We have plenty of strange art on TofuJoe, but today’s images are a different kind of nuts. Here are some of the best nut illustrations in the Public Domain.
Cashews certainly grow in a strange and beautiful way. This cashew illustration shows both cashew nuts and cashew apples. Some of the cashews have been illustrated hanging off of the fruits and some are not. This isn’t an error by the illustrator either. Cashew nuts develops before the fruit! The teeny-tiny pear-shaped green shapes on the cashews are actually the developing fruit. The fruit is edible, and is described as citrus, mango, cucumber and bell pepper, although it is also quite astringent. Additionally, the fruit bruises easily and has a limited shelf-life, which is why most people are much more familiar with the cashew nut.
Pecans, pecans, pecans! There may not be anything as American as apple pie, but pecan pie must be a close second. Pecans are native to northern Mexico and the southern United States and are actually a species of hickory. In fact, this watercolor from the US Pomological collection is labelled as a “Frotscher hickory”. With the pecan’s sweet buttery flavor it isn’t a surprise that many U.S. states have chosen the nut as a state symbol. Alabama, Arkansas and California all chose the pecan as their state nut. California actually claims 4 nuts: almond, pistachio, walnut and pecan. Texas choose pecan pie as their state pie, and the pecan nut as their ‘health nut’, which is an oddly specific category.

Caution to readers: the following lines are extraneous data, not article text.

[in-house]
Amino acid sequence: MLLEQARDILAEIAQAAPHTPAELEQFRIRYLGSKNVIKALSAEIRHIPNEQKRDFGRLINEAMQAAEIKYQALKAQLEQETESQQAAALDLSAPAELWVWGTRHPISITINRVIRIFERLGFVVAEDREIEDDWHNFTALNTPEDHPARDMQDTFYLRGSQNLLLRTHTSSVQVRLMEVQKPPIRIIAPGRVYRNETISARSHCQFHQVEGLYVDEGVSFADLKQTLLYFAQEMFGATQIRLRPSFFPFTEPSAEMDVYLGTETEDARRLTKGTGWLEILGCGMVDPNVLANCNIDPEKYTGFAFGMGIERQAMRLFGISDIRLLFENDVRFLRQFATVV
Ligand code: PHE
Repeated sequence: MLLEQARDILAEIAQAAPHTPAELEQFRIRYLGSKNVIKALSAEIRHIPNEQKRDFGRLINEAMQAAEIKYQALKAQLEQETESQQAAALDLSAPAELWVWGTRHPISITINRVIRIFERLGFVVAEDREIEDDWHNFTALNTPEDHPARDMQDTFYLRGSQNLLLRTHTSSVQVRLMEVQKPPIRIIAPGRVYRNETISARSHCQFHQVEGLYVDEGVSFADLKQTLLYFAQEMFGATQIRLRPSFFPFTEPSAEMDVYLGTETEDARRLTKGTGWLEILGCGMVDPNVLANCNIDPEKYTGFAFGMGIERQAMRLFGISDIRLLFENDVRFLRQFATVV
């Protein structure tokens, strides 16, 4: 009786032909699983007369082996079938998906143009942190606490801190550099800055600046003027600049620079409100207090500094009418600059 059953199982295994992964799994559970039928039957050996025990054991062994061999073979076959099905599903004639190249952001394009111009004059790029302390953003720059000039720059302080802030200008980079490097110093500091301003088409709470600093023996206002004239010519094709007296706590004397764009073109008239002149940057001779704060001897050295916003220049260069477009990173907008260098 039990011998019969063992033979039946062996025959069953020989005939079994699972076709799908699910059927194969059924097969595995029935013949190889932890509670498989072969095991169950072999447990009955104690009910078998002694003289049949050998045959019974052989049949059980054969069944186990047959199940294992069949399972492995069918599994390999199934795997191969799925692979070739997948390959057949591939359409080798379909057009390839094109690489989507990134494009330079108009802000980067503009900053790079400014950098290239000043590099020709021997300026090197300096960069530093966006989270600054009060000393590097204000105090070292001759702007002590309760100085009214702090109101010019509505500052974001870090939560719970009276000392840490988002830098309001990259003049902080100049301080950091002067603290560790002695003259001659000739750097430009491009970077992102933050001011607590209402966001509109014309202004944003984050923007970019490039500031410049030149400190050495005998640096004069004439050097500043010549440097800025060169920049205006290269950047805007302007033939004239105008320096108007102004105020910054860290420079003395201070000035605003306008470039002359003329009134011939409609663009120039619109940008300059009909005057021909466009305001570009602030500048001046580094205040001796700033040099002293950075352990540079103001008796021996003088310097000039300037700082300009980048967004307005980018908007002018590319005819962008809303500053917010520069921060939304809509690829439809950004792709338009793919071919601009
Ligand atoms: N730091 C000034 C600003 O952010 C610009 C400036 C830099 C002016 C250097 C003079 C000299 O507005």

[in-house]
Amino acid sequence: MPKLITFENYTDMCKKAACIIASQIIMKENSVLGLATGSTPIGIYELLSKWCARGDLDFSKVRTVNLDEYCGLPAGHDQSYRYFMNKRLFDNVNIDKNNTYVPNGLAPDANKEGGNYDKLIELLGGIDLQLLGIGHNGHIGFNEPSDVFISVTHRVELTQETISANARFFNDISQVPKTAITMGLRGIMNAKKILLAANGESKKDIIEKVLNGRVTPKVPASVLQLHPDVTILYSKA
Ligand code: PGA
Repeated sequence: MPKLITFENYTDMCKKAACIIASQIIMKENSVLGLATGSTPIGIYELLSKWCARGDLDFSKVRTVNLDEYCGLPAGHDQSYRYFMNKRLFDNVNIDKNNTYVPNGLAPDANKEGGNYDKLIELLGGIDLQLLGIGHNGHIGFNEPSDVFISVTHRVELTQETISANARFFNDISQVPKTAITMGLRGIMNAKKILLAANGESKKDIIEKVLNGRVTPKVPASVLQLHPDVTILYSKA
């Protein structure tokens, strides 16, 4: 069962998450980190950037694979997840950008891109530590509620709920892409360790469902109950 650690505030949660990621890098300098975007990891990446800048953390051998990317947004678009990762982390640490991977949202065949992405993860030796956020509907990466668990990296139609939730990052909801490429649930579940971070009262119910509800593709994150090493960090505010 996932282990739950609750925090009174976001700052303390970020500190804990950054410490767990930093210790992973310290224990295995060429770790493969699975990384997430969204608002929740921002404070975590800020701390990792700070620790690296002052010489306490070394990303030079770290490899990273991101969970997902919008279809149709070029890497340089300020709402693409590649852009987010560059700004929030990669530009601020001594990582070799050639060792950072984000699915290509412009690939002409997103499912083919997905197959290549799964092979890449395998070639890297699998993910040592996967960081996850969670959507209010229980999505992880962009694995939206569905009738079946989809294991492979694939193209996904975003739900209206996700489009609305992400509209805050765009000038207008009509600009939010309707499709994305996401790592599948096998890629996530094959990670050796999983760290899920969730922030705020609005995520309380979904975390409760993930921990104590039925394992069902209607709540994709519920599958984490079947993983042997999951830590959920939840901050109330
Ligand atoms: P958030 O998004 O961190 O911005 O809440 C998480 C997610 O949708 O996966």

Nutmeg and Mace
Nutmeg and mace come from the same plant. Myristica fragrans is native to Indonesia, but also grows in China, Taiwan, Malaysia, India, Sri Lanka and South America. Nutmeg is made by grinding the seeds of Myristica fragrans into a powder. It is known for its strong fragrance and warm, nutty, slightly sweet taste, and is used to flavor many baked goods, sausages, puddings, and beverages like eggnog. Mace is made by grinding the red seed covering (aril), and is described as having a flavor similar to nutmeg but more delicate.
Pine nuts are the edible seeds from pine trees. There are twenty-nine species of pine trees, and all of them have edible nuts. The nuts vary in size however, and only twenty of the species are commercially harvested. The Chilgoza pine below is native to the northwestern Himalayas.
Hope you enjoyed learning about these nuts… although we have to admit that all four: cashews, pecans, nutmeg and pine nuts are botanically classified as seeds!! 🤣 🤣 🤣 🤣
Now that’s nuts! Err… seeds!